Art can find purpose by offering cultural commentary, and the possibilities to do so abound in today’s sociopolitical climate. But instead of capitalizing on the issues, Black Rebel Motorcycle Club continues to skirt them. Nothing more than another inside-the-box rock album, Wrong Creatures is a 59-minute bland and timeworn ride that fails to make any statement besides one: 2018 will not be the year of garage rock revival.
Five years after the release of Specter At The Feast (2013), the band has regressed even further into convention, with few signs of growth. BRMC’s biggest weaknesses continue to be their ineffective storytelling and apprehension towards making bold critiques. “Spook” is a charged anthem whose lyrics are at best incoherent and at worst meaningless. Unclear at whom, if anyone, the chorus’s lustful declaration is directed—“I’ll be your innocent (Lie, lie, lie)/ I’ll be your last mistake (you take, you take)”— the song comes and goes aimlessly. Likewise, “All Rise” is not a rallying cry, despite any suggestion in the title, but an empty love song of unfitting rhymes that gives the impression of being written before the lyrics.
The influences of producer Nick Launay, known for his work with Nick Cave, become evident on “Haunt.” It’s the first palatable track on the album, slowed down and sporting Cave’s signature gothic croons. “Echoes” is also pleasantly reigned in, liberation from an otherwise tedious work, although too derivative of breakout U2 to claim much originality.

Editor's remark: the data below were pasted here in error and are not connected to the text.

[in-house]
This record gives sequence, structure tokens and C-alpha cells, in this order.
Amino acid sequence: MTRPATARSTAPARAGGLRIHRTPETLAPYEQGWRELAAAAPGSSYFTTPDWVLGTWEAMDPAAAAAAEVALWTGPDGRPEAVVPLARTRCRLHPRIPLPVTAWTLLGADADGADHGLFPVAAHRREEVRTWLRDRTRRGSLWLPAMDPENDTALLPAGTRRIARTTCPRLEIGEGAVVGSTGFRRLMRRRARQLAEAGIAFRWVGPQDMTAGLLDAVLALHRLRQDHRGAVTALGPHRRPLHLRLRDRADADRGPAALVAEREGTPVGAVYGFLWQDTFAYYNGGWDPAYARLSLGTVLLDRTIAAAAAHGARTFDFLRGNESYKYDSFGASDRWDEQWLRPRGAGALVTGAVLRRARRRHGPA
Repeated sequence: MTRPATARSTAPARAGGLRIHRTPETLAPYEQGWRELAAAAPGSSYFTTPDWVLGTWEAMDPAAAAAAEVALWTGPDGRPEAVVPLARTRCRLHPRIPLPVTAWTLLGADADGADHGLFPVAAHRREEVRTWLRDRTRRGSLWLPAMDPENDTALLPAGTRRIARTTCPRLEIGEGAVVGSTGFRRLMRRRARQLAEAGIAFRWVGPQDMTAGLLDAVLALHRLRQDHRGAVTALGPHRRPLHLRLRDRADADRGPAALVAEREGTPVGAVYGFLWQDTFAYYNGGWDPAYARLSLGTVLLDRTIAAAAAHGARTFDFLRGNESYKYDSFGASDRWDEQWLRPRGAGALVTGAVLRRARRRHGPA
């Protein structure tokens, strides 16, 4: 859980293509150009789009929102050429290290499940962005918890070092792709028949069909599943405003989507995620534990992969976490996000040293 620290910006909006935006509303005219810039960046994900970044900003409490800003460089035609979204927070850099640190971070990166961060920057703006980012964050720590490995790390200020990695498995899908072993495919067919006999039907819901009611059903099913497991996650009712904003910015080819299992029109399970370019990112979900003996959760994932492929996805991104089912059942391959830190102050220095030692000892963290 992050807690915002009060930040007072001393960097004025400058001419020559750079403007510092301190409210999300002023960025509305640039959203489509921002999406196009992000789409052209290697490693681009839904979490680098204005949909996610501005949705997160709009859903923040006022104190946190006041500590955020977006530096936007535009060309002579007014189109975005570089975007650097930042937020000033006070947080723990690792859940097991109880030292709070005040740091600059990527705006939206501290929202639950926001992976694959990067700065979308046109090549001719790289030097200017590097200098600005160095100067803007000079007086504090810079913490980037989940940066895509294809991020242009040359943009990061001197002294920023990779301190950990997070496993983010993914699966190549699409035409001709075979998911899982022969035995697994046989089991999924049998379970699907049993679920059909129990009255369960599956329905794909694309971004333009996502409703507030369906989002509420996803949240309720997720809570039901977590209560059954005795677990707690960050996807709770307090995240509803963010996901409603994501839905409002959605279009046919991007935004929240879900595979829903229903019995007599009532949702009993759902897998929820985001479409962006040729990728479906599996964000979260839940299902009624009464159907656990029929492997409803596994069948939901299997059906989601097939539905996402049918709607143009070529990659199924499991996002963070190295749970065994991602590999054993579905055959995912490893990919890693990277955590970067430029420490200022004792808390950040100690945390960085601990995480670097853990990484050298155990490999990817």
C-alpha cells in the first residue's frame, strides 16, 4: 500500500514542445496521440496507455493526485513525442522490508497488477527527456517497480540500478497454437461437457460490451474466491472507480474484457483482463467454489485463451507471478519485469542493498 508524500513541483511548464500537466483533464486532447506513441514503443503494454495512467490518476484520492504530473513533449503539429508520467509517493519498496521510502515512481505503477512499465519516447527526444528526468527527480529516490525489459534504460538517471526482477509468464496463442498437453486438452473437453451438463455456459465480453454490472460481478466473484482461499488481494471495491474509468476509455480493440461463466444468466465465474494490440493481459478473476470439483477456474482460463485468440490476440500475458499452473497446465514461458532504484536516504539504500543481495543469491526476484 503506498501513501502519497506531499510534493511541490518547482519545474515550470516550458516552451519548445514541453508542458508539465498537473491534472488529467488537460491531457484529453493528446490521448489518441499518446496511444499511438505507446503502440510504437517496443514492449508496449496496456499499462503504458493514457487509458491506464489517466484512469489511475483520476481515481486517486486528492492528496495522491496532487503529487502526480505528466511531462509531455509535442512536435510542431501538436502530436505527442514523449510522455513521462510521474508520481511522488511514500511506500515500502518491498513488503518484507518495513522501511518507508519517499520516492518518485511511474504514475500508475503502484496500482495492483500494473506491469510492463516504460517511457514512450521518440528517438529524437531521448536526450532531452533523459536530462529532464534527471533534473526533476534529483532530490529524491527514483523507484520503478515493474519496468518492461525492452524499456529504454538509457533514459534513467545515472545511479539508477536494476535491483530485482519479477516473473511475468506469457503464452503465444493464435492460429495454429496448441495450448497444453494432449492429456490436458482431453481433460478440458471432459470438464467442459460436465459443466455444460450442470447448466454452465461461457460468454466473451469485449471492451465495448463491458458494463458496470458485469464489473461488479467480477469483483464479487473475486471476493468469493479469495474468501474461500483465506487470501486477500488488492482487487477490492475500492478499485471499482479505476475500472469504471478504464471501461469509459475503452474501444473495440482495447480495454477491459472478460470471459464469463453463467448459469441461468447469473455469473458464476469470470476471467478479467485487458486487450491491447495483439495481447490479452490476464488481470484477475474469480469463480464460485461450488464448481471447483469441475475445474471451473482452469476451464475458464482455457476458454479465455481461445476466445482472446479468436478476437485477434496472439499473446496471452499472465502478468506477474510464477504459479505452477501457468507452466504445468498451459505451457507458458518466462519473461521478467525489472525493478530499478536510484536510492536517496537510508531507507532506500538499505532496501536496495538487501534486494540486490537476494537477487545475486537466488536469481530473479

The 20 years BRMC has under their belts is not without explanation. Musically, they have plenty of talent between the three members: Leah Shapiro maintains steady rhythm on kit and Robert Been and Peter Hayes are capable of blending guitar and bass into a distorted stew that brews and swells but never muddies.
Those elements alone could make for an engrossing album, if only the band’s songs were not meticulously-crafted to the point of banality. “DFF,” the intro track, is filled with anxious drum beats and throaty growls—as if attempting to summon a human wolf pack of dazed and confused Zepheads, desperate for a lingering whiff of rock and roll—and sets hopes too high. What follows is neither chaos nor lawlessness but an unintriguing abidance to rock formula and a rebelliousness that is merely professional, running no deeper than the trio’s trademark leather jackets.
The platitudes that once worked in the genre won’t cut it anymore. In 1990, Wrong Creatures could have generated waves, but in 2018, it will be lost in the noise of its own, tired reverb. After 20 years, it could be time for BRMC to retire the amps—or at least the leather jackets.